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Open Access Highly Accessed Review

The role of tumor necrosis factor-alpha and interleukin-1 in the mammalian testis and their involvement in testicular torsion and autoimmune orchitis

Jeffrey J Lysiak

Author Affiliations

Department of Urology, University of Virginia, Charlottesville, VA 22908, USA

Reproductive Biology and Endocrinology 2004, 2:9  doi:10.1186/1477-7827-2-9

The electronic version of this article is the complete one and can be found online at: http://www.rbej.com/content/2/1/9


Received:25 July 2003
Accepted:10 March 2004
Published:10 March 2004

© 2004 Lysiak; licensee BioMed Central Ltd. This is an Open Access article: verbatim copying and redistribution of this article are permitted in all media for any purpose, provided this notice is preserved along with the article's original URL.

Abstract

This review will focus the roles of TNF-alpha, IL-1 alpha, and IL-1 beta in the mammalian testis and in two testicular pathologies, testicular torsion and orchitis. TNF alpha in the testis is produced by round spermatids, pachytene spermatocytes, and testicular macrophages. The type 1 TNF receptor has been found on Sertoli and Leydig cells and numerous studies suggest a paracrine mode of action for TNF alpha in the normal testis. IL-1 alpha has been reported to be produced by Sertoli cells, testicular macrophages, and possibly postmeiotic germ cells. IL-1 receptors have been reported on Sertoli cells, Leydig cells, testicular macrophages, and germ cells suggesting both autocrine and paracrine functions. While these proinflammatory cytokines have important roles in normal testicular homeostasis, an elevation of their expression can lead to testicular dysfunctions. Testicular torsion is a clinical pathology with results in testicular ischemia and surgical intervention is often required for reperfusion. A pivotal role for IL-1beta in the pathology of testicular torsion has been recently described whereby an increase in IL-1beta production after reperfusion of the testis is correlated with the activation of the stress-related kinase, c-jun N-terminal kinase, and ultimately resulting in neutrophil recruitment to the testis and germ cell apoptosis. In autoimmune orchitis, on the other hand, TNF alpha produced by T-lymphocytes and macrophages of the testis has been implicated in the development and progression of the disease. Thus, both proinflammatory cytokines, TNF alpha and IL-1, have significant roles in normal testicular functions as well as in certain testicular pathologies.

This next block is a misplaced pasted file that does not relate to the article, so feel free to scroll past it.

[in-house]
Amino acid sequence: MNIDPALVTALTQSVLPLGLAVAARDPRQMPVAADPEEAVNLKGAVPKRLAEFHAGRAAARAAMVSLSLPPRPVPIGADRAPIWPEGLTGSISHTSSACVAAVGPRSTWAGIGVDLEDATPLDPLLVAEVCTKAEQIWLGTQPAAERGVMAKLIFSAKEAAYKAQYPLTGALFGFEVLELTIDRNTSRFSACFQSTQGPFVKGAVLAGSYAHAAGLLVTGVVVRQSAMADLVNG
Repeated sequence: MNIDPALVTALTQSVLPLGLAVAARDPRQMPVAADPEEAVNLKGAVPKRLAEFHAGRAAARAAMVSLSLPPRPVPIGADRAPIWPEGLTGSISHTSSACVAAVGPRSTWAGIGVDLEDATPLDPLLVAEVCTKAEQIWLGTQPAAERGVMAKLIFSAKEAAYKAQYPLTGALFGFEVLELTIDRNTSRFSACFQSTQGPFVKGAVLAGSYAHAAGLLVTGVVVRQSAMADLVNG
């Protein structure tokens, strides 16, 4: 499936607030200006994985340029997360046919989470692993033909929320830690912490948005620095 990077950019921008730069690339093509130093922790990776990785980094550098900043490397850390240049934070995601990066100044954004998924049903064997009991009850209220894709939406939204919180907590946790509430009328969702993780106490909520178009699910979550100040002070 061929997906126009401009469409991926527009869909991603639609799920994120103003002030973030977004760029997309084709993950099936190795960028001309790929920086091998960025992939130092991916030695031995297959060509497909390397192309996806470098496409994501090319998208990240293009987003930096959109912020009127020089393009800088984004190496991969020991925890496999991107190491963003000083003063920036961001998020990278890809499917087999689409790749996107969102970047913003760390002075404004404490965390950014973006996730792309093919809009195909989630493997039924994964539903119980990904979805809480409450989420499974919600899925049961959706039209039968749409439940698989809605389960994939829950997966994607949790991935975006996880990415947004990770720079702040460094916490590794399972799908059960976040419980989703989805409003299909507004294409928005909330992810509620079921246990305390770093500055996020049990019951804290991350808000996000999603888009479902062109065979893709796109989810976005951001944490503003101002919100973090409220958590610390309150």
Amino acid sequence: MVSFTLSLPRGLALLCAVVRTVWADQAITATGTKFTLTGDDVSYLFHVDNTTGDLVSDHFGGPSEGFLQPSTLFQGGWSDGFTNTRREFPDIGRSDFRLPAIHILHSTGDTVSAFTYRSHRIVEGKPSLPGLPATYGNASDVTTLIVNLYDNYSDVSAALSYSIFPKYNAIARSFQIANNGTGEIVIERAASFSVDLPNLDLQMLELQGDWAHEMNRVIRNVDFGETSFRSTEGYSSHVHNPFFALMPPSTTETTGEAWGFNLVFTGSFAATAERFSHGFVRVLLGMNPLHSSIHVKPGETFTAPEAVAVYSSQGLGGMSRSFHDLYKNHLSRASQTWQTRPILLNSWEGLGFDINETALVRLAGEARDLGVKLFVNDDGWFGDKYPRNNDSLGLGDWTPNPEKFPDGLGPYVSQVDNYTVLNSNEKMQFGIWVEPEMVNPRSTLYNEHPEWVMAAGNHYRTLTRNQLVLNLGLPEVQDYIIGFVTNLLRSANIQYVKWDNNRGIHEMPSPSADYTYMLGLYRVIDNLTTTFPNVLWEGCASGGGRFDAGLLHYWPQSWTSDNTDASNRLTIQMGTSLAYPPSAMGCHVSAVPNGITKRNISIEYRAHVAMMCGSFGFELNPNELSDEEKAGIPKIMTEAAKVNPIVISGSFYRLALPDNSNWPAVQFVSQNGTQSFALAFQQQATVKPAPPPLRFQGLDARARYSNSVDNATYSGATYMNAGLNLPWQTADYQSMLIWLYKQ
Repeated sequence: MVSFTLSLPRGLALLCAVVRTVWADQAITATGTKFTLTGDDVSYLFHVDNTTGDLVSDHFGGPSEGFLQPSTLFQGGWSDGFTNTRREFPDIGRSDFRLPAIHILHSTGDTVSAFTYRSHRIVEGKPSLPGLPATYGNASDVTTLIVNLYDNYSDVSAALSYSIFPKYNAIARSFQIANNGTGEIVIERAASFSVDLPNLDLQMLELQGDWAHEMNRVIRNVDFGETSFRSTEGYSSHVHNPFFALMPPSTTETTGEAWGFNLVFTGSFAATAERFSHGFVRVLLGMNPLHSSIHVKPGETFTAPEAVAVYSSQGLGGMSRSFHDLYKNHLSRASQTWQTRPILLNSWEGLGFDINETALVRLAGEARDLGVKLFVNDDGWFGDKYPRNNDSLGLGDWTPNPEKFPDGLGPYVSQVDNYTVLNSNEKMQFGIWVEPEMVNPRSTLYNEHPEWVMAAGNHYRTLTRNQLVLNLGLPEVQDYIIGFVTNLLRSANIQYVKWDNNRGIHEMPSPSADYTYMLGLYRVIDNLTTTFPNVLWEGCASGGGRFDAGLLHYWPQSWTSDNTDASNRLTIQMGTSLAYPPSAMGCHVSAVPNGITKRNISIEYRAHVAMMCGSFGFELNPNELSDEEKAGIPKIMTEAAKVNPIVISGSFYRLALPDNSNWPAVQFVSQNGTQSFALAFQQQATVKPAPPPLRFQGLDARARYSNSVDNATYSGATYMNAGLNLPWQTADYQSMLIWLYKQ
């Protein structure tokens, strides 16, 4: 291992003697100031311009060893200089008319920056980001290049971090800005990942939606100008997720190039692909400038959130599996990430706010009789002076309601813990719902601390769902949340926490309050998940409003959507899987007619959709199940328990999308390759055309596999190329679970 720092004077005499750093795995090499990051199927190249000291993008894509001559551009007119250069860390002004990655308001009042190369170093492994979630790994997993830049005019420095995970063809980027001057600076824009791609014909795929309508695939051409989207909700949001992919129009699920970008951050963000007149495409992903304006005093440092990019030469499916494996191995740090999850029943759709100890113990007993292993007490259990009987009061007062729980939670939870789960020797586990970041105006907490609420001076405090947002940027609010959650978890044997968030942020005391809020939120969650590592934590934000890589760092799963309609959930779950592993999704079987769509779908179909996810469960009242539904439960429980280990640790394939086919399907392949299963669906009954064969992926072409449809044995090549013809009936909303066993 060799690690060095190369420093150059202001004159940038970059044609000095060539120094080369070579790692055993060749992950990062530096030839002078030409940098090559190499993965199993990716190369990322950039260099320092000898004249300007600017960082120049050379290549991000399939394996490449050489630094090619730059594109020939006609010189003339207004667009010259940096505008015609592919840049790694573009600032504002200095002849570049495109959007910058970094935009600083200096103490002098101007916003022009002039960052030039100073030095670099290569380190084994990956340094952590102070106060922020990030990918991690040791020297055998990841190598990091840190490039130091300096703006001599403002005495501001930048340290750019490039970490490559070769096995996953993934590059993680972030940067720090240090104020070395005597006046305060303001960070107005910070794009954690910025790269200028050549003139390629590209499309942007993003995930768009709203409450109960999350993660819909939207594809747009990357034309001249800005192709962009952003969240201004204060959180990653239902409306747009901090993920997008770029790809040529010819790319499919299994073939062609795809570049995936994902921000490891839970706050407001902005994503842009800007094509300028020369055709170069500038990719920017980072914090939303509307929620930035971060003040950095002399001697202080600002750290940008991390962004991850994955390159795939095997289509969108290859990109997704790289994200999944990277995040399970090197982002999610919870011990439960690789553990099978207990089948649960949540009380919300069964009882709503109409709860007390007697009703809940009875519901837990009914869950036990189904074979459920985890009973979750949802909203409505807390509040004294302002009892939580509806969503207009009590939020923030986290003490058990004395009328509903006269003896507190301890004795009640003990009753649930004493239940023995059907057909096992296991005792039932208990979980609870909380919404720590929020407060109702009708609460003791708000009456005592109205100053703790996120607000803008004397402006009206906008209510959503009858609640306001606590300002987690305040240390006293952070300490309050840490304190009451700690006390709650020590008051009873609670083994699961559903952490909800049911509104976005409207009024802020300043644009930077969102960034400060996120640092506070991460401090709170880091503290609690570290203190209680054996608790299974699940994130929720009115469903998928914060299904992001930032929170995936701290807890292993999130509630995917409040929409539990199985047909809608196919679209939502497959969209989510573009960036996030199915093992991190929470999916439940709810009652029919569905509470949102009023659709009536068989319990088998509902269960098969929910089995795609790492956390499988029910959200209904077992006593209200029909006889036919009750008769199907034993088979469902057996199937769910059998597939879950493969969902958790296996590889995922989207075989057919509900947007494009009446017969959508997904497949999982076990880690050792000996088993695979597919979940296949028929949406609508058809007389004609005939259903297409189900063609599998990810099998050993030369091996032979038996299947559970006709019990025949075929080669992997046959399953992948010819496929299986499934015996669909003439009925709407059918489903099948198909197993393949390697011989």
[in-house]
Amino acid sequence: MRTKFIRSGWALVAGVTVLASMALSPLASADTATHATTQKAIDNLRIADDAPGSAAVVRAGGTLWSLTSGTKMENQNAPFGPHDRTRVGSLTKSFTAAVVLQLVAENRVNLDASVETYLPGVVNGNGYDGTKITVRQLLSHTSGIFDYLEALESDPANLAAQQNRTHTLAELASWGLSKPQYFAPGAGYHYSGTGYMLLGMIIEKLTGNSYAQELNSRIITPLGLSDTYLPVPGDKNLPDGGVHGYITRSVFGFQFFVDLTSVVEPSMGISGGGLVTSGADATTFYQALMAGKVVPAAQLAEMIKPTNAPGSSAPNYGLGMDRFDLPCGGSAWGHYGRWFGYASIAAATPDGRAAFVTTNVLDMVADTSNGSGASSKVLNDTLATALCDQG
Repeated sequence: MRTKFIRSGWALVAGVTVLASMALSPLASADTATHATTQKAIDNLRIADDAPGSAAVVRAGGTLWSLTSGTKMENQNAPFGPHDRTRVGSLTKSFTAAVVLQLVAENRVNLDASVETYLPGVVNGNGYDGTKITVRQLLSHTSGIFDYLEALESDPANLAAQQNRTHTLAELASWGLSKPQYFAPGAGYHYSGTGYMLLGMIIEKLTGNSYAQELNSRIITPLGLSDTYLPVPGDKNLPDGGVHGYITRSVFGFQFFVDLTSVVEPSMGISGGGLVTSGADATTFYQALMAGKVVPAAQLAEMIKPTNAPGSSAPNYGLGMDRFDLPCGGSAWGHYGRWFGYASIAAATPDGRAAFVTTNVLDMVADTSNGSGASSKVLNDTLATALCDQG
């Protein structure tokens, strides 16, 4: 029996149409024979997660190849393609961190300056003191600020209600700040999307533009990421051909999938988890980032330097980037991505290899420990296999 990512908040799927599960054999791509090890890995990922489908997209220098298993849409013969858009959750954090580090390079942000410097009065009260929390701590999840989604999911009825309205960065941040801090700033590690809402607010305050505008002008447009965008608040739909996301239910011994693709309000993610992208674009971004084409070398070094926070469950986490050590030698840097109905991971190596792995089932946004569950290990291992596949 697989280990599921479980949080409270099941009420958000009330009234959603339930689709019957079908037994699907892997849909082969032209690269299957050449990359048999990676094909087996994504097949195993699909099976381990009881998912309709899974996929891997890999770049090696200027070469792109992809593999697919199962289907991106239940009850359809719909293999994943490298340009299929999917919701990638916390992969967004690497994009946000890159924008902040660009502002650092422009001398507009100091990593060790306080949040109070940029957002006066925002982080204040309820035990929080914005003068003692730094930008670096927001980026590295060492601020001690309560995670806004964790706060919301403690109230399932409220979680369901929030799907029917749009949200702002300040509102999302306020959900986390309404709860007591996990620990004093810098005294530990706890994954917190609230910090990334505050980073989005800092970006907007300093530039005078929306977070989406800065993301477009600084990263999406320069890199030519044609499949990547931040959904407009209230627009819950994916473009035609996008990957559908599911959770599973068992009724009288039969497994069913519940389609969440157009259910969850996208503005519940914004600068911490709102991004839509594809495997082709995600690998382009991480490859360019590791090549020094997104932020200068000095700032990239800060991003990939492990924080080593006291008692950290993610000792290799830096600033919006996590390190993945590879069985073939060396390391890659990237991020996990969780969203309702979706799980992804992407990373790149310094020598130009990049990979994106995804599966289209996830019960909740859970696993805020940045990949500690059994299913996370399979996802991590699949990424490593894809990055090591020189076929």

Introduction

The mammalian testis is an immunologically privileged site whereby tight junctions between Sertoli cells typically segregate germ cell autoantigens within the adluminal and luminal compartments of the seminiferous tubules [1]. Proinflammatory cytokines and other immune modulators must be tightly regulated in order to prevent inflammatory and immune responses in the testis. This review will focus on the localization and functional roles of tumor necrosis factor-α (TNFα) and interleukin-1 (IL-1) in the mammalian testis and described two pathological conditions of the testis where a role for the proinflammatory cytokines has been determined.

TNFα is a multifunctional cytokine with effects not only in the proinflammatory response [2] but in immunoregulatory responses [3], and apoptosis [4]. TNFα is produced in numerous cell types and is initially synthesized as a transmembrane precursor that undergoes proteolytic cleavage from the cell surface to a soluble monomer of 17 kDa [5]. Soluble or secreted TNFα forms biologically active homotrimers; however, trimerization of TNFα may also occur with other members of the TNF protein family forming membrane-anchored heterotrimers that are also biologically active [6].